"How much of the lottery goes towards schools?"
"I have no idea, but not enough."
"It's supposed to go to the schools, but I wonder."
"Why do you wonder?"
"Because the schools are having all kinds of problems."
From folks on the street to Facebook, a lot of people have a lot of questions about the lottery.
One man says, "I was under the impression the lottery was formed to fund education and roads. So, why is the education system in Illinois the worst of all 50-states?"
Lottery superintendent Michael Jones responds, "The programmatic idea of how you fund education and how that funding turns into good schools is a legislative and gubernatorial function, not a lottery function."
Why is it not a lottery function? To put it into perspective, the lottery's total profits each year is about $2 billion.
"So the lottery makes about $2 billion in sales each year. We looked at the latest financial data for 2011. Here's an easy way to break it down. Say you spent a buck on a lottery ticket in 2011. 58-cents of it went back into the prize fund to pay winners. 30-cents went to schools. 12-cents went to running the lottery including commissions paid to lottery retailers."
So, of the $2 billion in 2011 sales, $630 million went to the classroom. That's a big number, but really just a drop in the bucket when you consider it costs $28 billion to run the state's 3,900 K-12 schools the same year.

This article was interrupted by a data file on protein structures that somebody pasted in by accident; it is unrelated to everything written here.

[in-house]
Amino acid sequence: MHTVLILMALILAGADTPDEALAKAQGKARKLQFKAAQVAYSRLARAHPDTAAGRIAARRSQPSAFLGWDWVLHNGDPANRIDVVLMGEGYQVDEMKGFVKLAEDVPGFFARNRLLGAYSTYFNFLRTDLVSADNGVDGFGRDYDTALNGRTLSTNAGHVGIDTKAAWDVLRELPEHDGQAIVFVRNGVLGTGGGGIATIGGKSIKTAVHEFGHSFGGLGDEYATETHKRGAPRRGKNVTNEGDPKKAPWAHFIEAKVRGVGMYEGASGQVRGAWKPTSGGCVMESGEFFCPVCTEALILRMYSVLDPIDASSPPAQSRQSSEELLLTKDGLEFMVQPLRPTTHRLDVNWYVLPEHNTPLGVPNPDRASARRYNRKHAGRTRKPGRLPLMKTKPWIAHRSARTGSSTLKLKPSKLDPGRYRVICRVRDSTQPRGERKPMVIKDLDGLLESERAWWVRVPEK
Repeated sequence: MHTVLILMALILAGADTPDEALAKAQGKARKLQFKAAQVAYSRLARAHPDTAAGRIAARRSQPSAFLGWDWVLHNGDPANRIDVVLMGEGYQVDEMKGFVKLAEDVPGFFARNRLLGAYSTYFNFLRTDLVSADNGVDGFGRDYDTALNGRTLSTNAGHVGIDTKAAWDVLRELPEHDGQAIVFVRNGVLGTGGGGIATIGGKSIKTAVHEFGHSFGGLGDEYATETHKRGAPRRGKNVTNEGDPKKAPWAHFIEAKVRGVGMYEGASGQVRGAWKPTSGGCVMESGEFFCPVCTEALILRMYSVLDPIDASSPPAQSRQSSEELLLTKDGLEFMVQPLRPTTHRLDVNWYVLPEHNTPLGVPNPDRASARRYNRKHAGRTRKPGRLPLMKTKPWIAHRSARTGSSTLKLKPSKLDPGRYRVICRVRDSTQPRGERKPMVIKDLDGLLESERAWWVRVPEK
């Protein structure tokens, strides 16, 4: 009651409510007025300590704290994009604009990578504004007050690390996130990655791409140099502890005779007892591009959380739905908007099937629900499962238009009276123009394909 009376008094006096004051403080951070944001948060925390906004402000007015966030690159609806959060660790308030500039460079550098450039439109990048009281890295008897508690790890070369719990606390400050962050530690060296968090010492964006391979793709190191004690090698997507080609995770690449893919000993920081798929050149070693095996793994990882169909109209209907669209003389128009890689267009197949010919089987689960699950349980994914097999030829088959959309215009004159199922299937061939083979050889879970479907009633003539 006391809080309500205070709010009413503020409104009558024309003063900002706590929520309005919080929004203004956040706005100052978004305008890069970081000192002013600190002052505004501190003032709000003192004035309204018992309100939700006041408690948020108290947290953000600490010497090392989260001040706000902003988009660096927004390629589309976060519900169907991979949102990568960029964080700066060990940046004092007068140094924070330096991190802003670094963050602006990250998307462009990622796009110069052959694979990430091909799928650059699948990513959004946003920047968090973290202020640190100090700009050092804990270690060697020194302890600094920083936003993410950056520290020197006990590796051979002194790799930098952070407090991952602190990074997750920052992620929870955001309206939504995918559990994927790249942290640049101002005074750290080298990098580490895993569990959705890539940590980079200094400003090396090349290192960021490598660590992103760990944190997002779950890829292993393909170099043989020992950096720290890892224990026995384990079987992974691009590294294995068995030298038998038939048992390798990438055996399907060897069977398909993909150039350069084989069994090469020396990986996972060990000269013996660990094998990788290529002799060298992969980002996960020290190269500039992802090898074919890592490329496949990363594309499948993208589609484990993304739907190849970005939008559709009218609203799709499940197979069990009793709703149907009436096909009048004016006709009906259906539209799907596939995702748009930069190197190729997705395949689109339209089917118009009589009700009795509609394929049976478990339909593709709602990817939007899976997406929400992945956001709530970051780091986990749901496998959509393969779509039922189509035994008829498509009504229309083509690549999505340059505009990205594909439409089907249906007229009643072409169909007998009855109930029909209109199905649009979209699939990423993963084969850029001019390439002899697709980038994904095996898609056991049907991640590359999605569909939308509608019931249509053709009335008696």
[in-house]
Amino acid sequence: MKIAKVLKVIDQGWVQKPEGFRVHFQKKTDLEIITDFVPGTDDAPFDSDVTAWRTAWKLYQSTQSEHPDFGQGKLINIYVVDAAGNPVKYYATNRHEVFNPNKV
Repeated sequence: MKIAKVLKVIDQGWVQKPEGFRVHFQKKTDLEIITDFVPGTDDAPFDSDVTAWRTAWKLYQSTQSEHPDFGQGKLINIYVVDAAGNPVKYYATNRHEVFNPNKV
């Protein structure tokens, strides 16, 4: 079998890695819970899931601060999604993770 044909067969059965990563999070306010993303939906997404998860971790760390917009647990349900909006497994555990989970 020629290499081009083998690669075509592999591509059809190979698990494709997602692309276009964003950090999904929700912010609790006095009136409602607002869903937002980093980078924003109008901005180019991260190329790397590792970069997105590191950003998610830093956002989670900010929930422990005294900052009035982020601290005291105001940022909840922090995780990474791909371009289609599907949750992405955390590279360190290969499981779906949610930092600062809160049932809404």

"It is a substantial amount, but again, it's a fraction of the entire amount spend on the budget for public education."
Ben Schwarm is the deputy director of the Illinois Association of School Boards.
"It's a substantial amount of money. And it has been very steady. Again, if you look back 15, almost 20 years, it's almost $600 - $650 million each and every year coming from lottery sales and going to the Common School Fund."
The Common School Fund helps cover basic operating costs for school districts like paying teachers. Schwarm says people shouldn't be concerned. Their lottery money is going where it's supposed to go. It just takes a lot more to run a school.
"So, you're saying the lottery is honest and no politician or anybody is moving money around?"
"It doesn't seem to be. I've looked at the numbers. They take in about $2 billion."
"It surprises me. I hope it is that way."
"What we do is what every lottery does, is ask people to risk a small amount of money against long odds, to win a very large prize with net proceeds going to the common good."
The lottery started in the 1970's, but its profits didn't go directly to schools until the 80's. Back then, Governor Thompson actually vetoed the bill, worried the public would think the lottery was the only thing funding schools. Lawmakers were able to pass it a year later.
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